I've spent my Friday, in the office not only because the free food Friday is back but also because I had the chance to listen to some great presentation of my colleagues of the InfoSec space at ThoughtWorks. Once a year we have the privilege to leave our accounts for a day to share knowledge and compete in a CTF. This year Katherine Jarmul kicked the day off as the Keynote speaker with her talk that focuses on hacking machine learning models. She is a great speaker and an inspiration in the field of Machine Learning. There is this saying: "turtle or a rifle". It refers to a hack for image prediction in which you paint a certain pattern on the shell of a turtle to hack a ML model. Through the increase of errors the model will recognise our small shelly friend as a dangerous weapon. Katherine explained how the hack works and topped this one with an example how this easily could happen to a self-driving car. I am already very suspicious on such cars and their capabilities. The example showed that by changing the light conditions of the input picture the ML model would either drive correctly or ram the car into the guardrails into the abyss. Uff that's super scary. I imagine a cloud could change the decision of the model. Moving on from image predictions to biases and data leaks. Another problem newly language models like chatGPT have is that they have biases embedded in them which cannot be safeguarded due to their nature being based on reinforcement learning. Nobody wants their trillion dollar language model to spit out fascist, racist or transphobic rethoric? There is a lot being done in the space to stop jailbreaks like DAN or the grandma but not nearly enough. The problem with that is bots could be used to manipulate the discourse even better with the improved LLMs. The YouTuber "second thought" has the problem described greatly why LLMs are supporting even more right-wing rethoric online (See here). This has already been adopted and bots swarmed Twitter a while ago. How should we know whether someone is discussing with a person or a LLM? These models are often trained on real-life data like Copilot and this causes the models to embed PII data in them. There is much to gain to get those information out of the model, be it emails, token or passwords. They can be used to hack other platforms and systems and steal money or take over accounts. Just put out your AWS account token to GitHub and see how fast bots will max out your billing capabilities. Tja what can be done? Encrypting everything is one example. May it be the training data, the model or the output. Nothing is trusted in this process. Additionally humans can still help here with adversarial training the language model. The last slides of the talk was about when or should we even use ML and would like to end this section with a quote:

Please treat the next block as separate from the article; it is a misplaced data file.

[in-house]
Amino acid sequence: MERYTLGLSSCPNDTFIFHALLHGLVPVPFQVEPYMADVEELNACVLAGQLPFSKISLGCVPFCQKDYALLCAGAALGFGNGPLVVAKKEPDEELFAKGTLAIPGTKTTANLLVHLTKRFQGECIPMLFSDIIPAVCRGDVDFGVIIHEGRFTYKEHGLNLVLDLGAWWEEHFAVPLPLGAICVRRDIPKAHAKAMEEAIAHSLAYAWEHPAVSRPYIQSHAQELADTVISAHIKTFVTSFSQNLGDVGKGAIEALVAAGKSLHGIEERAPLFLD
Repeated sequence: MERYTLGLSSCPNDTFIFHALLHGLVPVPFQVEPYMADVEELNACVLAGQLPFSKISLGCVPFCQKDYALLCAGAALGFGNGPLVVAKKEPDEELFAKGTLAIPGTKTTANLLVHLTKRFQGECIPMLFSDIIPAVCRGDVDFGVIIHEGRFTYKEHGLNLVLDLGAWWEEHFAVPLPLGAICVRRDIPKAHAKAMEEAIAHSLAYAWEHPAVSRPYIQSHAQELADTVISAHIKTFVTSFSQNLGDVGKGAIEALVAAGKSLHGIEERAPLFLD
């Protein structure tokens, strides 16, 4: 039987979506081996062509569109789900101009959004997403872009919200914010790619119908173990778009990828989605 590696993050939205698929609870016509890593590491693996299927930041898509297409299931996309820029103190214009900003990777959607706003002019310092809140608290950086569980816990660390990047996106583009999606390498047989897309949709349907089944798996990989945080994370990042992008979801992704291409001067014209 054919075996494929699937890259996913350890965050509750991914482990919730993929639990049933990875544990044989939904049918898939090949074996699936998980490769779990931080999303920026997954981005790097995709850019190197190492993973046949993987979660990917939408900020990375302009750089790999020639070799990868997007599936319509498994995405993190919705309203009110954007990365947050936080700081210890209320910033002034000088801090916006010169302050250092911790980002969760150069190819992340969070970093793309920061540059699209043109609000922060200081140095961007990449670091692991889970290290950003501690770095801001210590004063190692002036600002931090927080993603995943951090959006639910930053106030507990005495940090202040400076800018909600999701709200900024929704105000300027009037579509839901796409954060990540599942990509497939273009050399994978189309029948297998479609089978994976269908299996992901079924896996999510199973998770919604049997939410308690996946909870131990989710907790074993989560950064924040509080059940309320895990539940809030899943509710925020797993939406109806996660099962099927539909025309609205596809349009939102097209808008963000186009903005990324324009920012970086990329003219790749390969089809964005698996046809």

"AI" isn't magic, it isn't intelligent, it isn't neutral. Use all of our human judgement, capabilities and intellect to decide when, how, why to use it.